Lectureship and Scholarships


The Aspinall Lectureship in History and Political Science has developed into a significant competition with numerous applicants recognized as national authorities in their fields.

It is with pleasure that the Foundation, with Colorado Mesa University, is able to sponsor a free lecture to the public.

2018 Aspinall Lecturer

Dr. Michael Brescia

Dr. Michael Brescia is a legal historian and research curator in the Arizona State Museum at the University of Arizona where he also has a faculty affiliation with the Department of History.  Born and raised in New Jersey, Michael slowly made his way west via undergraduate studies at West Virginia University, followed by graduate school at the University of Arizona.  He returned to the east by way of rural western New York where he spent five years teaching on the Fredonia campus of the State University of New York and surviving the lake-effect snows.  In 2005, he found himself back in the Southwest after accepting his current position at the University of Arizona.  Michael’s research examines the living legacies of Spanish natural resource law and property rights in the North American West, particularly how two international treaties—the Treaty of Guadalupe Hidalgo (1848) and the Gadsden Purchase (1854)—continue to fashion the economic security and cultural values of Hispanic and Native peoples living across what once was the far northern frontier of Mexico.  Michael has co-authored two books: North America: An Introduction (with John C. Super, University of Toronto Press, 2009), and the fourth edition of Mexico and the United States: Ambivalent Vistas (with W. Dirk Raat, University of Georgia Press, 2010).  His water rights scholarship has appeared in a variety of journals, including, for example, Western Legal History, Journal of the Southwest, and California Legal History.  A recipient of the Fulbright-Carlos Rico Scholar Award in North American Studies, Michael’s scholarly and creative activities have been recognized by such organizations as the Ninth Judicial Circuit Historical Society, the American Association for State and Local History, and the Arizona Historical Records Advisory Board.

2018 Lecture

Natural Resources and the Rub of Social Justice in the North American West, 1848-2018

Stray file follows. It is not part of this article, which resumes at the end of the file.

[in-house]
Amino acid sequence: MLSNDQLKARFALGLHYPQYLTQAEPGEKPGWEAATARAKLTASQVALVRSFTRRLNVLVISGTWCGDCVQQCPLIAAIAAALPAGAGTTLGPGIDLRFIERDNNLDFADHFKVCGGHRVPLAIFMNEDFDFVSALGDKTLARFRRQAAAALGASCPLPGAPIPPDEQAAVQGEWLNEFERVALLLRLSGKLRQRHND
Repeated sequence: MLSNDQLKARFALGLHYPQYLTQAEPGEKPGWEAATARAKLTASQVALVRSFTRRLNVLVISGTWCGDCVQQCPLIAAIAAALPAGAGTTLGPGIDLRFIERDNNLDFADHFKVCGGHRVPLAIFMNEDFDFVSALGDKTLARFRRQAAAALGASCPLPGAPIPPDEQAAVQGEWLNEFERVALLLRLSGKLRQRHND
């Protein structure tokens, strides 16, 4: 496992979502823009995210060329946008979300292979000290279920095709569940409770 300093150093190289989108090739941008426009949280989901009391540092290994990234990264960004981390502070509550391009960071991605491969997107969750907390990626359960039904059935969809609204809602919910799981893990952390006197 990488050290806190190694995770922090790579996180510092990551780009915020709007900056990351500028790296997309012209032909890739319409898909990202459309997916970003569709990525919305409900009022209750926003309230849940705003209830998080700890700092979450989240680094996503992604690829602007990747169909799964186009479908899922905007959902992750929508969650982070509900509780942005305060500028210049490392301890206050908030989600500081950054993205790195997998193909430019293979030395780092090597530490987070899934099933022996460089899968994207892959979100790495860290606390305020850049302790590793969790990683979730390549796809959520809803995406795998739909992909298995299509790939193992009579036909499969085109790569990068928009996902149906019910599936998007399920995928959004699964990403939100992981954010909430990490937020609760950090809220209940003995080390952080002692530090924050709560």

When asked in an interview what made the North American West so distinct from other regions, renowned author Wallace Stegner replied that aridity had imposed different conditions and different terms upon human settlement. Drawing from my research as a legal historian and expert witness, I tell the story of how law and natural resources have come together to define a wide range of property rights across the North American West, including water rights, grazing, and public and private ownership of resources under the Spanish colonial and early Mexican regimen of laws, customs, and usages. These issues remain relevant today in the American West, and are vital to the many resource users—tribal nations, Hispanic communities, and ranching families—whose livelihoods depend, in part, on rights to natural resources established under the prior sovereign, that is, Spain and later Mexico, and protected by international treaty obligations that the United States assumed in the mid-nineteenth century.  I also will discuss the role of the historian as an expert witness whose academic credentials and professional experiences are brought to bear on natural resource litigation, including the difficulties that historians face when they are called upon to address questions raised by outside parties—judges, attorneys, and special masters—seeking resolution of thorny legal issues.

Wednesday, 4 April, 7:00 pm

Dr. Brescia's lecture will take place in the Meyer Ballroom, in Colorado Mesa's University Center. This event is free and open to all.


Aspinall Course

SOCI 396: Paintings, Pipes, and Property Rights: Law and Public History in the New Millennium

Often historians are called upon to bring their knowledge and skills to the courtroom as expert witnesses.  The complexity of certain issues such as public health, cultural heritage, and ownership of natural resources promotes litigation in need of the historian’s expertise. This course examines the difficulties and promises of bringing history into the courtroom, as well as the way historians have informed public policy and the law.

March 26 - April 13, 2018


Each year, applicants from CMU's Department of Social and Behavioral Sciences with a 3.0 GPA or higher are interviewed by the Aspinall Foundation Board for scholarships. At present, the Wayne N. Aspinall Award is $7,000. The Charles Traylor Award is $6,000. In addition, three Aspinall Scholarships are awarded for $3,000 each and one at $4,000. There are normally 12-16 qualified applicants.

Please note that Aspinall scholarships are considered and awarded separately from CMU's general scholarship application. Applicants must submit a separate application, available below. The due date is March 1st, 2018.

Download the Aspinall Scholarship Application Form